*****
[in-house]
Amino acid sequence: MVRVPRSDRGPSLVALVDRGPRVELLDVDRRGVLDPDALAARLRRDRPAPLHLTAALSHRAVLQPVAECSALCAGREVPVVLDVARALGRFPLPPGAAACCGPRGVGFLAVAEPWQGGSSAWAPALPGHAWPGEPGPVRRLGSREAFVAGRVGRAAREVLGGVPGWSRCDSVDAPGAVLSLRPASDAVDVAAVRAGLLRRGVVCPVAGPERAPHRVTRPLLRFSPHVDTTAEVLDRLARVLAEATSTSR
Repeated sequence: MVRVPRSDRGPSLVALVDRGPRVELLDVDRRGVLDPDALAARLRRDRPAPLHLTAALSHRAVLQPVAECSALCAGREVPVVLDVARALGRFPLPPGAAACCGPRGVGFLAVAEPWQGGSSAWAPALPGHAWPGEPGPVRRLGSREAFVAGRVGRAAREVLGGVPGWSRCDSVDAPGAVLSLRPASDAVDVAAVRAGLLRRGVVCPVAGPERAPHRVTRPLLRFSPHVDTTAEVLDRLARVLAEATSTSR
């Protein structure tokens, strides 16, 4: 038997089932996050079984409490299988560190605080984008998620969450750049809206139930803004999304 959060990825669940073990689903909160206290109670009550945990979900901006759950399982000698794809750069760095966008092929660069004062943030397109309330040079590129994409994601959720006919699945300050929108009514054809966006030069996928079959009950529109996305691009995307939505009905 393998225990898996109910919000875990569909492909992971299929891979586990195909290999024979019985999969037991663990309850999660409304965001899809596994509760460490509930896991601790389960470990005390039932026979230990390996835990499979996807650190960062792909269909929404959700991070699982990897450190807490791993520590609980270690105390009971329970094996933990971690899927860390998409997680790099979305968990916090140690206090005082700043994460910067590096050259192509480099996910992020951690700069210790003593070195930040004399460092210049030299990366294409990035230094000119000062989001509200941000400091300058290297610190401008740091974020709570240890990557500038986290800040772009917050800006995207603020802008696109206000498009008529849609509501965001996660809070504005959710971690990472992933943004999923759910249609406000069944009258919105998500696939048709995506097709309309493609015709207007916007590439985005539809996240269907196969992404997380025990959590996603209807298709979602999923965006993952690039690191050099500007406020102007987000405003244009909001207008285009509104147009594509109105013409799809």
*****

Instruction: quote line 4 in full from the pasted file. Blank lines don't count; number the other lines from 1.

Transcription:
């Protein structure tokens, strides 16, 4: 038997089932996050079984409490299988560190605080984008998620969450750049809206139930803004999304 959060990825669940073990689903909160206290109670009550945990979900901006759950399982000698794809750069760095966008092929660069004062943030397109309330040079590129994409994601959720006919699945300050929108009514054809966006030069996928079959009950529109996305691009995307939505009905 393998225990898996109910919000875990569909492909992971299929891979586990195909290999024979019985999969037991663990309850999660409304965001899809596994509760460490509930896991601790389960470990005390039932026979230990390996835990499979996807650190960062792909269909929404959700991070699982990897450190807490791993520590609980270690105390009971329970094996933990971690899927860390998409997680790099979305968990916090140690206090005082700043994460910067590096050259192509480099996910992020951690700069210790003593070195930040004399460092210049030299990366294409990035230094000119000062989001509200941000400091300058290297610190401008740091974020709570240890990557500038986290800040772009917050800006995207603020802008696109206000498009008529849609509501965001996660809070504005959710971690990472992933943004999923759910249609406000069944009258919105998500696939048709995506097709309309493609015709207007916007590439985005539809996240269907196969992404997380025990959590996603209807298709979602999923965006993952690039690191050099500007406020102007987000405003244009909001207008285009509104147009594509109105013409799809």